- Number of bells: 25 (two octaves, fully chromatic)
- Heaviest bell: tuned to A, 71 cwt (3626 kg)
- Transposition: down 3 semitones (A)
- Practice clavier: none
- Construction: 1963-1967, J. Taylor & Co.
- Current carillonneur: Jonathan Bradley
- Website: Edith Adamson Carillon Newcastle
- Address: Civic Centre, Barras Bridge, Newcastle, Tyne and Wear, NE1 8PU (view on Google Maps)
- Technical information about the bells: See relevant Dove’s Guide entry
Fridays 1500-1600 and, from June, Mondays 1500-1600 and Fridays 1500-1600 – recital times can change and notifications are given on the carillon’s Facebook page.
The notable history of the Newcastle carillon dates back to 1929 when the bellfounding firm of Gillett and Johnston temporarily installed the Wellington (New Zealand) War Memorial carillon for the 1929 North East Coast Exhibition, where it was played daily by Clifford Ball and guest carillonneurs including Nora Johnston to assembled crowds of 20000 people (reportedly, 150000 when the King and Queen arrived). Following on from this, as plans were being drawn up for a new Civic Centre before the second world war, strikingly, a central carillon tower seems to have always been part of the intention (perhaps inspired by the 1929 instrument). Building work commenced in 1960 under the command of George Kenyon, the lead architect, and was finished in 1967, being opened by King Olaf V of Norway in 1968. The 25 bells that make the carillon were bequeathed to the City Council by Mr. James Adamson in memory of his wife, Edith Annie Adamson who died in the same year work commenced on the Civic Centre. They were cast by J. Taylor & Co. Under the consultation of George Brownlow and John Healy the instrument with bells cast in 1963 cost then £21000. An inscription by David Dewey in marble in the grand entrance explains James’ gift to the city.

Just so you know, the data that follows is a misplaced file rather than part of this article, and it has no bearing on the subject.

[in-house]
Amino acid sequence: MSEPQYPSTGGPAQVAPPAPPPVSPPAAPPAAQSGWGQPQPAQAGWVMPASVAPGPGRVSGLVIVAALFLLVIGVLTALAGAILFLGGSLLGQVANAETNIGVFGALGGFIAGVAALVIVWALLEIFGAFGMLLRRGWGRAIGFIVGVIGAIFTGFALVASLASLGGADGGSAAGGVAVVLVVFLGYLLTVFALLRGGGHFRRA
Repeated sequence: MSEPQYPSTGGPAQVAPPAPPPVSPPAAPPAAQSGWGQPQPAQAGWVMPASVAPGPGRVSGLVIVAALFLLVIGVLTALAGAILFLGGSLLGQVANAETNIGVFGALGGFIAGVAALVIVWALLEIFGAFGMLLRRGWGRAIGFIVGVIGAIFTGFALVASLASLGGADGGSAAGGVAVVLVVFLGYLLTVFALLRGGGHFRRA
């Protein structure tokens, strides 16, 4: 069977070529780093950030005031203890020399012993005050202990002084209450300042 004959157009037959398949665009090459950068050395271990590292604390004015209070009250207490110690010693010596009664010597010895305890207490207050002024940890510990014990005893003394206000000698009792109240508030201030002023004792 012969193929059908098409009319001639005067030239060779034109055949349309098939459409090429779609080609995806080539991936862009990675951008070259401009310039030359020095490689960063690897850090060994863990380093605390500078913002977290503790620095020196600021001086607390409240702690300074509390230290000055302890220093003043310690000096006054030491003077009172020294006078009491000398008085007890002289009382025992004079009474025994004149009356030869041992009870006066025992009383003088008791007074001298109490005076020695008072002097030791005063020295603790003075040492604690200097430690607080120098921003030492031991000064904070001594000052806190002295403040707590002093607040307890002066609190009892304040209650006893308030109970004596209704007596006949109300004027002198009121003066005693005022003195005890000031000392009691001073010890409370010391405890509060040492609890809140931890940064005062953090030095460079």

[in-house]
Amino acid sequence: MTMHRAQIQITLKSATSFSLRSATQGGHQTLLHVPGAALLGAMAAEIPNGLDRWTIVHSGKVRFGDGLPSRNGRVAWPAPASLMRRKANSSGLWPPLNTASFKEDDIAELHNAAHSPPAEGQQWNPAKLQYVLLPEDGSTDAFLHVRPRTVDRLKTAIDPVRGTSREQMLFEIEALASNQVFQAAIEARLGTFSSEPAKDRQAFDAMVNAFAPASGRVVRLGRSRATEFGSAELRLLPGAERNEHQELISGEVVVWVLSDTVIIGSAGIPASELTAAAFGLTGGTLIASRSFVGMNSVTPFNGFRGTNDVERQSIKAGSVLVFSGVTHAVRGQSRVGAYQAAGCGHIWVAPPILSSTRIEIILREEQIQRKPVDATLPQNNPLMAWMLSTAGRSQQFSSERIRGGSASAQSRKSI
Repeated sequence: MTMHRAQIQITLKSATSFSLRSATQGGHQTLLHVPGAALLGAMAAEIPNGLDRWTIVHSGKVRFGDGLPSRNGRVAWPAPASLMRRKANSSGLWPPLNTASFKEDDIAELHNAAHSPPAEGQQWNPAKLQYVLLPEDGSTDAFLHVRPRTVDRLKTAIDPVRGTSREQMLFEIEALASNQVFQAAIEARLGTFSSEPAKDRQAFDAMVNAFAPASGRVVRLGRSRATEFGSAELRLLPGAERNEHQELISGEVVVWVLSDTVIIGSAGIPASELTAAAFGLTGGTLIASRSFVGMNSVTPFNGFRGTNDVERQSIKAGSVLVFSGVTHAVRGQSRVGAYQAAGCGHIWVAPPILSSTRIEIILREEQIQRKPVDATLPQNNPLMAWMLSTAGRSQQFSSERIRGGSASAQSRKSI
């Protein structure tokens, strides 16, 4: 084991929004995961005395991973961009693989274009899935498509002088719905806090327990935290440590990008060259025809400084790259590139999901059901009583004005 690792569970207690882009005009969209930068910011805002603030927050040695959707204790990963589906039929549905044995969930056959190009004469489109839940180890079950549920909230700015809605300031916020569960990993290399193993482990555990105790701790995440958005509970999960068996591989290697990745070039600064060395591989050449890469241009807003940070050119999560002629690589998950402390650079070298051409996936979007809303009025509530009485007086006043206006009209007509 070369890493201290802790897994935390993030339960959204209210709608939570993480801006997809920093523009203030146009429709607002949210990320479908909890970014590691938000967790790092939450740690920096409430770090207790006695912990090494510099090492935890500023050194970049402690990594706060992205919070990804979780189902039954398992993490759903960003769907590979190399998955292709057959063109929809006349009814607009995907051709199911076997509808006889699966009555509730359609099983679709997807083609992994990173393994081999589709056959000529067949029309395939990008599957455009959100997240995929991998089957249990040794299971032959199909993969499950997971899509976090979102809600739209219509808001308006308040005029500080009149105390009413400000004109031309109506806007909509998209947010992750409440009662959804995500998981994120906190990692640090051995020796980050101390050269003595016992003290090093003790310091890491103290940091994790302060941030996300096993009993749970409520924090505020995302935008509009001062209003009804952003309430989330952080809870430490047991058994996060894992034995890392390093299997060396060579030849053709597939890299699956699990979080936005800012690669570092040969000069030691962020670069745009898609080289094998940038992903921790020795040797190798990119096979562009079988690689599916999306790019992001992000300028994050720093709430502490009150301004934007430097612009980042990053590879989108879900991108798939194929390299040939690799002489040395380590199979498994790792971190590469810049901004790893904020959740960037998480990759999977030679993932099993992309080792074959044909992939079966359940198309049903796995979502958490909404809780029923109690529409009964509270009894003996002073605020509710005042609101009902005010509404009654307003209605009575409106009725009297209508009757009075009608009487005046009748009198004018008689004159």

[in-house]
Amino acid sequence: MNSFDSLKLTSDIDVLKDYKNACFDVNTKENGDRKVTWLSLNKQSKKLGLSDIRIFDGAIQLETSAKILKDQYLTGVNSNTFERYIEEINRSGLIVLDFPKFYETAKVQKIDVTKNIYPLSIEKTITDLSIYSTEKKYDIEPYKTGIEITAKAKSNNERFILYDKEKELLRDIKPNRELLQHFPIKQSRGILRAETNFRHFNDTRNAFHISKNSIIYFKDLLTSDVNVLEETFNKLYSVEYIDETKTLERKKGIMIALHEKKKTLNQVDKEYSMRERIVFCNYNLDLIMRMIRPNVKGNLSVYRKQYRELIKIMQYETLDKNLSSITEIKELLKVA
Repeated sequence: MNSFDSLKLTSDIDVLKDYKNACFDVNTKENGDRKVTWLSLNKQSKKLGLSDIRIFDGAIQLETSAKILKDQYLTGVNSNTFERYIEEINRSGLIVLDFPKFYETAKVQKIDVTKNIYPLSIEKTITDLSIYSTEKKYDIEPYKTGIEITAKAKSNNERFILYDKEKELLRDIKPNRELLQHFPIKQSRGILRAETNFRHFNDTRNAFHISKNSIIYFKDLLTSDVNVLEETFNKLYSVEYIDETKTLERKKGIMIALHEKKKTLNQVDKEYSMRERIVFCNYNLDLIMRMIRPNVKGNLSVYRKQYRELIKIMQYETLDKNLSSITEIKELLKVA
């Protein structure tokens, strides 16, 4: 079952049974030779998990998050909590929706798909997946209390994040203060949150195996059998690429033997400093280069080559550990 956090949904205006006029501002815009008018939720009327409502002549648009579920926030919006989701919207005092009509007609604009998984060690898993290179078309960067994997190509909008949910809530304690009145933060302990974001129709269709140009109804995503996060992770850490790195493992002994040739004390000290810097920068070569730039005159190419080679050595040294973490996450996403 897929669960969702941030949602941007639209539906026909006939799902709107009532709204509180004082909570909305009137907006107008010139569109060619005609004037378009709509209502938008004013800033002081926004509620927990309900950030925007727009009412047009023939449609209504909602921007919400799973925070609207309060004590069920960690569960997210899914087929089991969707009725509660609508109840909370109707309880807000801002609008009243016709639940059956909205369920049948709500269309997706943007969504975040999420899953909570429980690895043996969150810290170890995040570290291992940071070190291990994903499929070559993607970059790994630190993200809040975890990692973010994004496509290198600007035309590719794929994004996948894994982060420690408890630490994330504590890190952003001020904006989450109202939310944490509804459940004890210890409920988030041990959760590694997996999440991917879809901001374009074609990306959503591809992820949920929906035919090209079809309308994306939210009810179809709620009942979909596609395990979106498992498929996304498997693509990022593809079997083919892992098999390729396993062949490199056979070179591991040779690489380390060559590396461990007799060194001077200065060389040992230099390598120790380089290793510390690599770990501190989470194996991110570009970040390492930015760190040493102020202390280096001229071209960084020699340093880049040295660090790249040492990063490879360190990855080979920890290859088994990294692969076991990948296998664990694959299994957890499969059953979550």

The EDITH ADAMSON CARILLON
Surmounting this building and comprising twenty five bells
Was presented in June 1967, by James Wilfred Adamson Esquire
In memory of his Wife and in appreciation of all that this city has meant to him.
The Edith Adamson carillon is the heaviest two-octave carillon in the world, with a total all-up bell metal mass of 22 tons. The baton clavier is approximately 137 ft, the lowest bells 157 ft and the highest bells are 170 ft above ground level. The belfry has an 80% openness, enclosed in a copper-louvered belfry, topped with 12 large and 8 small seahorses designed by J. R. M. Cheyne.